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How did the Central Bank’s enforcement regime go from “walk softly and carry no stick” to “walk softly but carry a big stick”: Part 1

By: Lawrence Morris BL

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In light of a series of very successful enforcement actions, most notably the staggering €100,520,000.00 fine imposed against the Governor and Company of the Bank of Ireland on 29 September 2022, it is worth considering how did we get to this stage.

The three government reports commissioned after the financial crisis all pointed towards the crisis being in many ways “homemade” (Regling and Watson, A Preliminary Report on the Sources of Ireland’s Banking Crisis, ii). Whilst the principal cause was the bursting of the property bubble due to excessive lending of money to the property market, alongside a credit boom fuelled by joining the eurozone, the widespread failure of the financial regulatory system along with a soft enforcement regime enabled the property bubble to blow out of proportion.

Walk softly and carry no stick

Prior to the financial crisis, Ireland’s enforcement regime was characterised as “walk softly and carry no stick” (Honohan, The Irish Banking Crisis: Regulatory and Financial Stability Policy: 2003-2008 (2010), p. 55): the regulator would identify concerns with a credit institution, an action plan would be drawn up to address the identified breaches of principles and regulations, the credit institution would later convince the regulator that it had implemented the action plan and the regulator would take its word for it. The prime example identified in the Honohan report was “Case (i)” where “tough action” was recommended, repeated assurances were given by the bank as to compliance, some corrective action was undertaken, then the same issues would crop up. Ultimately, eight years of this cycle would lead to a negligible result and no considerable enforcement action undertaken. Simply put, Case (i) displayed that this model of enforcement placed too much trust in the banking institutions and effectively relied upon bona fide voluntary compliance as the preferred enforcement strategy.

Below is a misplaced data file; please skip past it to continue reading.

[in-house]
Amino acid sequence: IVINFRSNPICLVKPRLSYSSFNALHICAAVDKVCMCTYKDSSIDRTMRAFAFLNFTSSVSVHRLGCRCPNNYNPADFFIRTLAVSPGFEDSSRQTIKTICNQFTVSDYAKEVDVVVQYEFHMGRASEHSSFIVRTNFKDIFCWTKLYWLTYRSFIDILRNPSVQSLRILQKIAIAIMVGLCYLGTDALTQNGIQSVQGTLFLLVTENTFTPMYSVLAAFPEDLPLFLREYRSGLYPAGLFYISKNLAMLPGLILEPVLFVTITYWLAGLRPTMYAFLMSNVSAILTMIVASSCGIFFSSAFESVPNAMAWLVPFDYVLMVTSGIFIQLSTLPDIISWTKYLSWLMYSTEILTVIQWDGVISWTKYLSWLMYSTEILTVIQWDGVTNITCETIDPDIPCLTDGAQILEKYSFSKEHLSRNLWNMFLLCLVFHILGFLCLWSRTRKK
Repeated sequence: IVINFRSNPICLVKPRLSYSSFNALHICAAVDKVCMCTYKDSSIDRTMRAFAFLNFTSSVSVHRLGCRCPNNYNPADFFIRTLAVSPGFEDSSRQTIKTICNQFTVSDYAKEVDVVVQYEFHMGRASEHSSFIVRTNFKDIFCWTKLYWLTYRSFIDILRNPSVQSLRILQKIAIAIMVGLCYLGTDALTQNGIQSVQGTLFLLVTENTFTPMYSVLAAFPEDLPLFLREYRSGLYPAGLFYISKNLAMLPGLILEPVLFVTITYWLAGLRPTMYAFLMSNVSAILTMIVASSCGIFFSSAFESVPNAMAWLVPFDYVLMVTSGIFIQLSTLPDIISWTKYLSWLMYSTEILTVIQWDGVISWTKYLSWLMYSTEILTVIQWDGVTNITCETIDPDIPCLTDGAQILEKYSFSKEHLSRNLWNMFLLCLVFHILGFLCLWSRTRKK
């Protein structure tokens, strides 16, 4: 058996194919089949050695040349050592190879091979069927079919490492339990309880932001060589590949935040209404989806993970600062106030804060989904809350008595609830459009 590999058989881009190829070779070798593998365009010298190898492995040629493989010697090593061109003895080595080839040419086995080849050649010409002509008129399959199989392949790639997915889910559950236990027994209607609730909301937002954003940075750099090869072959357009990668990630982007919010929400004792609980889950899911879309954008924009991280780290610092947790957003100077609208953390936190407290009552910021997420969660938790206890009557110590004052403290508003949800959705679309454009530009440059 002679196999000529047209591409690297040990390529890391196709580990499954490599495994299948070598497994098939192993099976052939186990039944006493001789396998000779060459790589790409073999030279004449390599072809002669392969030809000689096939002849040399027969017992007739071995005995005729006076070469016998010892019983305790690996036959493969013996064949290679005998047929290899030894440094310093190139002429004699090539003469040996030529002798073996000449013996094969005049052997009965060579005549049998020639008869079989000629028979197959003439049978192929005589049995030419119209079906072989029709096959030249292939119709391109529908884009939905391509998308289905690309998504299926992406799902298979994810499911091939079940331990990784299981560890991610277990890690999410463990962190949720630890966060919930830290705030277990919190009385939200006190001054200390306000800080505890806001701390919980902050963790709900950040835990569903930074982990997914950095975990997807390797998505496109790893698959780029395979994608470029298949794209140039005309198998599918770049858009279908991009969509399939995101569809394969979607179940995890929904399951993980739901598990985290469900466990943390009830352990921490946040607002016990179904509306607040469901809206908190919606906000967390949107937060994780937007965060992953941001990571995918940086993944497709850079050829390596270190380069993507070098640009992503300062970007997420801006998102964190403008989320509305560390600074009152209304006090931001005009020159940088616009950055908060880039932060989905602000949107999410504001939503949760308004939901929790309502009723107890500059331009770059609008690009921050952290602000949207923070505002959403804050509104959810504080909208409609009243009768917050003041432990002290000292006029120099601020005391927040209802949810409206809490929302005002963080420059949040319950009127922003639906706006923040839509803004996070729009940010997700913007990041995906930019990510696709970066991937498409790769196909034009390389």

The Banking Inquiry ultimately concluded that the problem with the enforcement regime was not caused by absence of law, but rather an absence of enforcement (Joint Committee of Inquiry into the Banking Crisis, p. 158). Honohan identified that the legal framework behind the enforcement regime in principle possessed the sufficient tools for adequate enforcement. These tools included an administrative sanctions regime, the ability to impose conditions on banking licences, and the removal of a director or chief executive officer. These would have enabled the financial regulator to supervise the banking sector in an intrusive manner. Unfortunately, there was a reluctance to exercise these tools as “appetite for legal risk was very limited” (Honohan, p. 75) which meant that regulated entities were not challenged as they should have been. Nyberg attributed this to fear of legal costs and reputational damage (Nyberg, Misjudging Risk: Causes of the Systemic Banking Crisis in Ireland, Reports of the  Commission of Investigation into the Banking Sector in Ireland, p.62). Regrettably, no administrative sanctions had been imposed on credit institutions prior to the financial crisis (Honohan, p. 58). This resulted in a perceived lack of credible threat of action by the Financial Regulator, and thus lead to a lack of urgency in dealing with issues on the part of the banking sector and resulted in poor financial practices which lead to the Financial Crisis.


It is clear that that one of the fatal flaws within the Irish financial regulatory system pre-financial crisis stemmed from the absence of an effective enforcement regime.  The ability of a financial regulator to enforce regulatory principles is crucial for the provision of a healthy regulatory system. The mere threat of effective enforcement pushes entities to be prudent and incentivises them to be compliant. Unfortunately, the regulatory system did not breed this culture and extensive reforms were required to rehabilitate the financial regulatory system. This came in the form of substantial legislative changes which increased the regulatory, supervisory and enforcement powers of the Central Bank of Ireland.

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